Driving Disruption: Li Haslett Chen Of HOWL On The Innovative Approaches They Are Taking To Disrupt Their Industries

An Interview With Cynthia Corsetti

Transparency. This is key on both sides of the marketplace — whether it’s putting shopping data back in the hands of creators and editors, or giving marketers benchmarks on pay and incrementality. Transparency is the foundation for an equitable system.

In an age where industries evolve at lightning speed, there exists a special breed of C-suite executives who are not just navigating the changes, but driving them. These are the pioneers who think outside the box, championing novel strategies that shatter the status quo and set new industry standards. Their approach fosters innovation, spurs growth, and leads to disruptive change that redefines their sectors. In this interview series, we are talking to disruptive C-suite executives to share their experiences, insights, and the secrets behind the innovative approaches they are taking to disrupt their industries. As part of this series, we had the pleasure of interviewing Li Haslett Chen

Li Haslett Chen is the Founder and CEO of Howl, a new marketplace where fan communities profit from creator and brand collaborations. Prior to Howl, Li founded Narrativ, one of Fast Company’s Most Innovative Companies and Forbes AI 50. Haslett Chen has been recognized as a Technology Pioneer by The World Economic Forum, a Fashion Disruptor by The Financial Times, and one of Ad Age’s 40-Under-40. In 2022, Li was named as an independent director and board member of Warner Brothers Discovery. She has a Bachelor of Arts, Magna Cum Laude, from Columbia University and loves cyberpunk.

Thank you so much for joining us in this interview series. Before we dive into our discussion about disruption, our readers would love to “get to know you” a bit better. Can you share with us the backstory about what brought you to your specific career path?

I grew up in China in the 90s during Deng’s reform and open era. Our economy was in rapid ascendancy and my life improved almost every day — I remember getting an air conditioner unit, a washing machine, and the pure joy of eating Haagen Dazs for the first time.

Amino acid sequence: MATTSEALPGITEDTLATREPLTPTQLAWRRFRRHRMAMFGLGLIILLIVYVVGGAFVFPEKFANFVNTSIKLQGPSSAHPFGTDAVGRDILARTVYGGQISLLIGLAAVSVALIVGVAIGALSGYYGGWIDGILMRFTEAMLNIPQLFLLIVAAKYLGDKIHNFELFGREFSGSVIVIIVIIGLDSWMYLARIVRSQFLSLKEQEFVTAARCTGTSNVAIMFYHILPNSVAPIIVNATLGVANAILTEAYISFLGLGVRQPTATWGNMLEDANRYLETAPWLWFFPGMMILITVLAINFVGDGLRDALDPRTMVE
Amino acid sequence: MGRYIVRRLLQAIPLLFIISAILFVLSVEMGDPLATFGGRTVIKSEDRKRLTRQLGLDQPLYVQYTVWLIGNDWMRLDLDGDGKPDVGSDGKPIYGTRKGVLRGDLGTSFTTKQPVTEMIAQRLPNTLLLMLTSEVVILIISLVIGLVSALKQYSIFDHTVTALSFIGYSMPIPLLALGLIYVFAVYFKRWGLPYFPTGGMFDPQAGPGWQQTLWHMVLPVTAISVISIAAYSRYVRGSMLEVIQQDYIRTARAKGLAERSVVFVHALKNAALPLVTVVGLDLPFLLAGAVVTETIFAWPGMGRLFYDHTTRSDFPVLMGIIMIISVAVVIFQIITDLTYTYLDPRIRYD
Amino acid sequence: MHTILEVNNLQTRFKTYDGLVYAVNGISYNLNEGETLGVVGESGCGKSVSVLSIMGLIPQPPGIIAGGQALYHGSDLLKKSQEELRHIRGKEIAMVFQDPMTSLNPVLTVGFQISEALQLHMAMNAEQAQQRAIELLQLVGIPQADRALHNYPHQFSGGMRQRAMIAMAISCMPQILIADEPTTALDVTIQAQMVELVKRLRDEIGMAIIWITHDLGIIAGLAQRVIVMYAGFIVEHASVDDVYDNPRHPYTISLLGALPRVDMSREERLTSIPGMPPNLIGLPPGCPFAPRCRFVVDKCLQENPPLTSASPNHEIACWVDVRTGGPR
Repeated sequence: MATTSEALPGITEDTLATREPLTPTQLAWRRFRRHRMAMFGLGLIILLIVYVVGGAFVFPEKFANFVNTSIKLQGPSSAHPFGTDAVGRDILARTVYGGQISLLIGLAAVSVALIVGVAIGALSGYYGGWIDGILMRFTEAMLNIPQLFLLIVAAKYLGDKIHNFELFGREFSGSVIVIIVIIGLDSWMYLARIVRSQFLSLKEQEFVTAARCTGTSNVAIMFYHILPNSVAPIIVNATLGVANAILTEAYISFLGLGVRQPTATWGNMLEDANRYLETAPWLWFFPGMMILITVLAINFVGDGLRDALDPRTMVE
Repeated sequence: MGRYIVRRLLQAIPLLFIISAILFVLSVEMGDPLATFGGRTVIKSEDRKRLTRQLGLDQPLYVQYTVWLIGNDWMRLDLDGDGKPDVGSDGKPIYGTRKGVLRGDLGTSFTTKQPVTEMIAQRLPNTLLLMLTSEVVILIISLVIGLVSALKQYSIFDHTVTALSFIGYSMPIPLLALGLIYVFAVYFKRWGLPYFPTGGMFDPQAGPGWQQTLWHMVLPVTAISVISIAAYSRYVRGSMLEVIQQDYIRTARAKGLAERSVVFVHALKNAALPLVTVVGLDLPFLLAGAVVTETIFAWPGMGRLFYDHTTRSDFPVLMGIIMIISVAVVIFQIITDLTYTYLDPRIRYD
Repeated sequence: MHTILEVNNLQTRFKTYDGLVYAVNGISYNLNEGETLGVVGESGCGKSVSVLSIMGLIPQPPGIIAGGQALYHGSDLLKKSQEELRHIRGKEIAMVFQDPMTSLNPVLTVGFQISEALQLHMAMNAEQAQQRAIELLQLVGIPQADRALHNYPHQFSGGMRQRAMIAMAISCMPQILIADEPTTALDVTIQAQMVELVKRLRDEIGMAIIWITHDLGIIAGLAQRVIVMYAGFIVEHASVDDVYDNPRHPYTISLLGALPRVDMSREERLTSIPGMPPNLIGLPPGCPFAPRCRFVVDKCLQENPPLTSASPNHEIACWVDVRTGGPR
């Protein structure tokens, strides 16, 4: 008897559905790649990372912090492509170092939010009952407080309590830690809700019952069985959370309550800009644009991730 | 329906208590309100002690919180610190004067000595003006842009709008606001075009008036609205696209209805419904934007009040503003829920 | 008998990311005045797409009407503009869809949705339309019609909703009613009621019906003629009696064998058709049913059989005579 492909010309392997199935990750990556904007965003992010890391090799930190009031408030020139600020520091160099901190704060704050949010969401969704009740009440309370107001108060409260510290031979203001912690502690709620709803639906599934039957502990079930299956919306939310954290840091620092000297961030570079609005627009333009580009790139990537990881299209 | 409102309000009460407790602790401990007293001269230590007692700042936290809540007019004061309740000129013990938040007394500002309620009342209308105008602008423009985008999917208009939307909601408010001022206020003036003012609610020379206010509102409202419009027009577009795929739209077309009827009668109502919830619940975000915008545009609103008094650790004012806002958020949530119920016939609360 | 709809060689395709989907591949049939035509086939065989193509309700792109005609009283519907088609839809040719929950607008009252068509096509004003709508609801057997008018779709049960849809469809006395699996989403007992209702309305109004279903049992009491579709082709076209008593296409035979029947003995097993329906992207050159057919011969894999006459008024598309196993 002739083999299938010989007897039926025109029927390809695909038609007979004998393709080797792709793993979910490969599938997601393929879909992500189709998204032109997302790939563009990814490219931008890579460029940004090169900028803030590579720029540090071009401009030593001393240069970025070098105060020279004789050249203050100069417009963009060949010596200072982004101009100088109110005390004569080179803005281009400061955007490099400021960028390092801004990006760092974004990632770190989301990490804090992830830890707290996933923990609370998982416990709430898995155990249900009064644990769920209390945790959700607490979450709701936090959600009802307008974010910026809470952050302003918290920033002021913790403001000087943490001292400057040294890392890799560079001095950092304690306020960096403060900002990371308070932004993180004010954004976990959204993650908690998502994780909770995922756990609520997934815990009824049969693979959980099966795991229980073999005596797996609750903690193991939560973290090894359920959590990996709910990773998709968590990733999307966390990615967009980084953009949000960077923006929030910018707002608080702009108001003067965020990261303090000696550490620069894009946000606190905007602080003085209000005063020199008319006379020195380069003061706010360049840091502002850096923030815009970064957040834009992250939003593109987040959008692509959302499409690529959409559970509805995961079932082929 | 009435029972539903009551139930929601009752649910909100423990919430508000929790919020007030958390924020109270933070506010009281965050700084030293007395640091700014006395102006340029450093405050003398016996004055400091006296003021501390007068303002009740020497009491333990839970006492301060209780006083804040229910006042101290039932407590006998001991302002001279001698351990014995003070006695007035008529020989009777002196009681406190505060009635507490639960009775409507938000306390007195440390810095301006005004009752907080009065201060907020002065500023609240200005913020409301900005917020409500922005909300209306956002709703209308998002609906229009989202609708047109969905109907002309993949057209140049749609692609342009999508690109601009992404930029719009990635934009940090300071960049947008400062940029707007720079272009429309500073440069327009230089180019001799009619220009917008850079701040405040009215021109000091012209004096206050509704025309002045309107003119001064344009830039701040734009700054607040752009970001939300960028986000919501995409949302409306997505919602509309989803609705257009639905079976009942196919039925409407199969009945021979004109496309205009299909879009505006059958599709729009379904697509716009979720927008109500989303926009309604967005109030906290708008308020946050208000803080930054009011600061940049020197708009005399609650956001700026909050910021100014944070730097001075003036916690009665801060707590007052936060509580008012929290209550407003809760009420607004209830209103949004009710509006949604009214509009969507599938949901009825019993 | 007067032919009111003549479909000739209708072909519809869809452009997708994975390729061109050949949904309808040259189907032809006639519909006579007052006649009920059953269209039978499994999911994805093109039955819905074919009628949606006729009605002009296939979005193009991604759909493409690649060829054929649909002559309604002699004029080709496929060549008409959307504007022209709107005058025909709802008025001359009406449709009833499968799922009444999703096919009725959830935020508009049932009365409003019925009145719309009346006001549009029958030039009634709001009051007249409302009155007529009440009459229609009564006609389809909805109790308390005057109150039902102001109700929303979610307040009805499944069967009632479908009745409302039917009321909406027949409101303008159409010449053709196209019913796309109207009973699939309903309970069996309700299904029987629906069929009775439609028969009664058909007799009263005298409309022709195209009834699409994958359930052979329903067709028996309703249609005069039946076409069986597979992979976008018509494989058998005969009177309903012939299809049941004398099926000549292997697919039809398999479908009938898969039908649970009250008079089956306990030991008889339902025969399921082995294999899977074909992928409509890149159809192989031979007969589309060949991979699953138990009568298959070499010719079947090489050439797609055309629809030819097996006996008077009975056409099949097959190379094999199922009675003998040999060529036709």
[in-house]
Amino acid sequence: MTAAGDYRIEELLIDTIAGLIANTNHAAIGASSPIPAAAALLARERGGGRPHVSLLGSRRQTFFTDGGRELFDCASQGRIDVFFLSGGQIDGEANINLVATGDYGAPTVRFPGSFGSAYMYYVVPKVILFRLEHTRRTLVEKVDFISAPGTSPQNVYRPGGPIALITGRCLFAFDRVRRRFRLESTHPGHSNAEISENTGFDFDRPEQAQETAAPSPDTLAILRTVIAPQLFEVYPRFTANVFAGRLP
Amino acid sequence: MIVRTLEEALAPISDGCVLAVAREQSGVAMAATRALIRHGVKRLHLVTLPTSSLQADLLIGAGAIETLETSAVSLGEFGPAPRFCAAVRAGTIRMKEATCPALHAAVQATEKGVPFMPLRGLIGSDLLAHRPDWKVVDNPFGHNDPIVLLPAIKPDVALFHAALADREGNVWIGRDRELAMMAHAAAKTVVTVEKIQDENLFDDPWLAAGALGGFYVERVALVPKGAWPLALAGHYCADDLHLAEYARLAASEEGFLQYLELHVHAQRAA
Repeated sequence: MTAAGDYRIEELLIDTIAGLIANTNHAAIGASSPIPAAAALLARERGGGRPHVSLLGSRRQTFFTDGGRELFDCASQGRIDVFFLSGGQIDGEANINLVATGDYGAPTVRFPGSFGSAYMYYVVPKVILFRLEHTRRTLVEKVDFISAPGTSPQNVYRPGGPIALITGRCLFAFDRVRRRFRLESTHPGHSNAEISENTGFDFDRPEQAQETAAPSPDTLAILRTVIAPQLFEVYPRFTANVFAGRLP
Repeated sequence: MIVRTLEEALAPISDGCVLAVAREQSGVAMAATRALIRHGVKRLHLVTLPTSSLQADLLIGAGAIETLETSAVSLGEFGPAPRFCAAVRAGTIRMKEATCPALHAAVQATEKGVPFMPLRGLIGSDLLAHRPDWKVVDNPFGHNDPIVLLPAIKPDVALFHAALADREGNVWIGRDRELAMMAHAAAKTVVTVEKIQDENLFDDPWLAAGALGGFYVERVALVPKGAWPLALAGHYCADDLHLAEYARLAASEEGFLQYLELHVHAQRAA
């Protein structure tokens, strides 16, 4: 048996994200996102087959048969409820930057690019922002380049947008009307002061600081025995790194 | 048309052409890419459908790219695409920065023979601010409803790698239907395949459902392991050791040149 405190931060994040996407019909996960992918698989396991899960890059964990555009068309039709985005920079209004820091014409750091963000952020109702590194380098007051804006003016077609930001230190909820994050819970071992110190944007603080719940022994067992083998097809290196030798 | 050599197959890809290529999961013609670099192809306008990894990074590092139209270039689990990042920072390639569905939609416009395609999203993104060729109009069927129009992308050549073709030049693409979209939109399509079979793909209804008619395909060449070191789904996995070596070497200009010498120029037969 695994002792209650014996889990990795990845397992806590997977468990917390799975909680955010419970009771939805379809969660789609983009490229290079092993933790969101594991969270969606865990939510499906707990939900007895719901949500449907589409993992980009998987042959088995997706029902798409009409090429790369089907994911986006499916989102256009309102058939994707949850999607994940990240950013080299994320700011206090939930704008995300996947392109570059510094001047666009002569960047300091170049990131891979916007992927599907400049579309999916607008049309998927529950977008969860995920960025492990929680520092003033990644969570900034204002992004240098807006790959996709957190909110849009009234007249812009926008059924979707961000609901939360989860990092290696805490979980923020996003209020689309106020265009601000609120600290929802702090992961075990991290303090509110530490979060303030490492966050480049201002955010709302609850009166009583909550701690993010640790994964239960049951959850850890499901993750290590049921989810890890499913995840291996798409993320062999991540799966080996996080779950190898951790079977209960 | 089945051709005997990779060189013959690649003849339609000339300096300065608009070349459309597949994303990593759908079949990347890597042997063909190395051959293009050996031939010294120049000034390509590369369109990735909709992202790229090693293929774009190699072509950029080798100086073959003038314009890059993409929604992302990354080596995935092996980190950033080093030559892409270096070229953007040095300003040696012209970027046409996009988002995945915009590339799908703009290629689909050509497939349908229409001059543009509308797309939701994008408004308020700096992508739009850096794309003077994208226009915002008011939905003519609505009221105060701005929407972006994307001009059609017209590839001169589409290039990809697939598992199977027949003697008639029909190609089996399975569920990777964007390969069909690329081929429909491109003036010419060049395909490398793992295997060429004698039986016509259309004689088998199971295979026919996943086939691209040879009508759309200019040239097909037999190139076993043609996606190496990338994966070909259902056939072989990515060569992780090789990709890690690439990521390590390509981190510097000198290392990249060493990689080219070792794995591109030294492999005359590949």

As a result, I’m a big believer that systems widen access and foster positive change. I also have an appreciation and joy for the small, behind the scenes work that needs to be done right in order for big things to succeed.

All of this led me to launch Narrativ in 2017. Our goal was to build commerce infrastructure that served consumers, not monopolies. We’ve been called disruptors — and I’m really proud of our work. In 2022, I launched Howl to rethink social commerce.

What do you think makes your company stand out? Can you share a story?

Until now, social commerce has been built and designed for technology giants. This is a $250B market that’s primed to double by 2027.

Howl puts social commerce back in the hands of creators and brands. We believe their experience deserves to be equitable, inclusive, and lucrative — that creators deserve to feel recognition, purpose, and laughter as they work.

Howl’s mission is to make social commerce a team sport for creators and brands. We center their experience in our marketplace by incentivizing pay transparency, ambassador programs, access to gate kept economies like retail media, and high growth tooling. To date, brands have generated over $1B in GMV and creators have earned over $100M on Howl.

You are a successful business leader. Which three character traits do you think were most instrumental to your success? Can you please share a story or example for each?